The district court dismissed Keen's RESPA claims. RESPA's cause of action extends only to "borrower[s]." 12 U.S.C. § 2605(f) ("Whoever fails to comply with any provision of this section shall be liable to the borrower ...."). And the district court concluded that Keen was not a "borrower" because she was never personally obligated under the loan agreement. Keen appealed, and we review de novo. Sistrunk v. City of Strongsville , 99 F.3d 194, 197 (6th Cir. 1996).


The only issue on appeal is whether Keen has a cause of action under RESPA. Although courts have called this question "statutory standing" or "prudential standing," those phrases are misnomers. Lexmark Int'l, Inc. v. Static Control Components, Inc. , 572 U.S. 118, 125–28 & n.4, 134 S.Ct. 1377, 188 L.Ed.2d 392 (2014). To sue in federal court, a plaintiff must have standing. Lujan v. Defs. of Wildlife , 504 U.S. 555, 560, 112 S.Ct. 2130, 119 L.Ed.2d 351 (1992) (citing U.S. Const. art. III, § 2). If the plaintiff lacks standing, then the court lacks jurisdiction. In contrast, the absence of a cause of action is a merits issue that does not implicate the court's constitutional power to decide the case. Lexmark , 572 U.S. at 128 n.4, 134 S.Ct. 1377 ; see also In re Capital Contracting Co. , 924 F.3d 890, 893, 895 (6th Cir. 2019). Determining whether the plaintiff has a cause of action is a "straightforward question of statutory interpretation." Lexmark , 572 U.S. at 129, 134 S.Ct. 1377. We ask "whether [the plaintiff] falls within the class of plaintiffs whom Congress has authorized to sue," and we answer that question using the "traditional tools" of statutory interpretation. Id. at 127–28, 134 S.Ct. 1377.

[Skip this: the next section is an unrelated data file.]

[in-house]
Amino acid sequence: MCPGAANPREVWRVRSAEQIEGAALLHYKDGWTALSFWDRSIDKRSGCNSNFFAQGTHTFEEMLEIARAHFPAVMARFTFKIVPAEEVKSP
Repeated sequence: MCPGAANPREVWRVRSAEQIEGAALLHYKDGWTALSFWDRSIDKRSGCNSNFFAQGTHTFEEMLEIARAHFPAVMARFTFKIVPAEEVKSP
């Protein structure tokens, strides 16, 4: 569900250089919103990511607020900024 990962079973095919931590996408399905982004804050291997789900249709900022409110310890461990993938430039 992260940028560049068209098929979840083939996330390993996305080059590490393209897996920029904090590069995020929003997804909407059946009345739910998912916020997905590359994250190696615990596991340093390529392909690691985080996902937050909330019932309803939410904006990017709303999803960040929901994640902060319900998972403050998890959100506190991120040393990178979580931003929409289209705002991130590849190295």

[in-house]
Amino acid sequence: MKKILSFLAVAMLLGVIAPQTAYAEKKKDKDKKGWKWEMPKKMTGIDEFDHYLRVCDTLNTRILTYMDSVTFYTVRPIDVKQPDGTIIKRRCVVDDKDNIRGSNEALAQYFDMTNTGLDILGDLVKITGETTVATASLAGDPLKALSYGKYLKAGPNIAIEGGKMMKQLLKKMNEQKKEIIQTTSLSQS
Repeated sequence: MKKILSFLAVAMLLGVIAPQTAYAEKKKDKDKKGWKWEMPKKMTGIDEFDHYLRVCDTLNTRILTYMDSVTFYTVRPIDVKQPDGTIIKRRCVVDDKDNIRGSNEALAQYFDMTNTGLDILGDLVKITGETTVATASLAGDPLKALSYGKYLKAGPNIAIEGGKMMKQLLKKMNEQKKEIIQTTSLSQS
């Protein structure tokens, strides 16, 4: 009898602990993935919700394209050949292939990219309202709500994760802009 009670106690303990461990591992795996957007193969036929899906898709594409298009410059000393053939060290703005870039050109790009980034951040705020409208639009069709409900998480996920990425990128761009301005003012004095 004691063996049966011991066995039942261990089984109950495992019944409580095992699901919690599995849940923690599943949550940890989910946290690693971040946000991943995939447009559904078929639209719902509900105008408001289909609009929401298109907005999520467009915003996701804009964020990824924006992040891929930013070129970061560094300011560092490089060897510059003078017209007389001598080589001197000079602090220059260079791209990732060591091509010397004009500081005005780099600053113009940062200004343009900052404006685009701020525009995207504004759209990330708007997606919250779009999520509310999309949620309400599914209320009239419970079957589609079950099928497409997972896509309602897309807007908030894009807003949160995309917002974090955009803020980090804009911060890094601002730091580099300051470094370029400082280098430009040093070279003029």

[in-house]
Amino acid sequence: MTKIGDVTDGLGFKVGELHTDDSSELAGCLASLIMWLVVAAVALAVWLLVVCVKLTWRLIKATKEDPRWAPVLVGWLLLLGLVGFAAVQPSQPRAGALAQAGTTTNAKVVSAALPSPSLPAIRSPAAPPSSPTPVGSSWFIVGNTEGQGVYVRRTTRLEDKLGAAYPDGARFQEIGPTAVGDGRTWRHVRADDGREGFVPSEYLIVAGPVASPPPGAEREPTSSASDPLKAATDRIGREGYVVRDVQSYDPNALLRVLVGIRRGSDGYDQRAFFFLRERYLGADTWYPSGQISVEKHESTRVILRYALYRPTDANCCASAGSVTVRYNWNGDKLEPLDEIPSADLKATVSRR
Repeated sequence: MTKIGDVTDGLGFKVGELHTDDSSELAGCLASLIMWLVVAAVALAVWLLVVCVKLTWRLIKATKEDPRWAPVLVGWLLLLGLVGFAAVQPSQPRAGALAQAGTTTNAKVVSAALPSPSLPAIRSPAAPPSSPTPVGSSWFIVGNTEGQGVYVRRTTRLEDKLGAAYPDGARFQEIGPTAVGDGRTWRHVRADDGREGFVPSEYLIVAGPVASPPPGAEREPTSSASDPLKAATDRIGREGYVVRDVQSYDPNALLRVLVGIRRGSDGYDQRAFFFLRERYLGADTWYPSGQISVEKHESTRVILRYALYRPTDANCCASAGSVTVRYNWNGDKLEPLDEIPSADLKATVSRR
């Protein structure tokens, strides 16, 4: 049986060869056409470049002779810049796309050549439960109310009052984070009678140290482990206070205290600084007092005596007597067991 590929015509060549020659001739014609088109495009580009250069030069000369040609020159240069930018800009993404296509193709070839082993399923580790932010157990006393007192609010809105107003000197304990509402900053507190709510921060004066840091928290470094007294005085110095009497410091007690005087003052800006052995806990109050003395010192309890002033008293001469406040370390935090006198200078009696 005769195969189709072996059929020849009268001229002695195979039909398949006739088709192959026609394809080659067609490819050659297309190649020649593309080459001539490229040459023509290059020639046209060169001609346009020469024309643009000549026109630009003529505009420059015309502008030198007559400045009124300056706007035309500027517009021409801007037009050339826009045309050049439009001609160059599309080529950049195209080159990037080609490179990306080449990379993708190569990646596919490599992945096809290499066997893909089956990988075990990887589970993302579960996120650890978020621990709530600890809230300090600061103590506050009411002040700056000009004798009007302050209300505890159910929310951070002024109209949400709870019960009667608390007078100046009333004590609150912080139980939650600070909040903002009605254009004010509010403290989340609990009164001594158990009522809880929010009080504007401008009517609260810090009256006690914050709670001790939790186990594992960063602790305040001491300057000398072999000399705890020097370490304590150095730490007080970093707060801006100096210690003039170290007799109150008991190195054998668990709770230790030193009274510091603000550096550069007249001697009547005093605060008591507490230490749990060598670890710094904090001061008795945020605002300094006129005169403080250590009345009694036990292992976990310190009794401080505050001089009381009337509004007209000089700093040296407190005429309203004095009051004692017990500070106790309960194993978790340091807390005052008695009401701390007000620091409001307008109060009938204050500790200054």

RESPA only authorizes "borrower[s]" to sue. 12 U.S.C. § 2605(f). And we cannot extend RESPA's cause of action any broader than Congress did. Causes of action "to enforce federal law must be created by Congress[,]" not courts, "no matter how desirable th[ey] might be as a policy matter, or how compatible with the statute." Alexander v. Sandoval , 532 U.S. 275, 286–87, 121 S.Ct. 1511, 149 L.Ed.2d 517 (2001) ; see also Lexmark , 572 U.S. at 128, 134 S.Ct. 1377. So we start with the text and ask whether Keen is a "borrower." If Keen is not a "borrower," then she does not have a cause of action.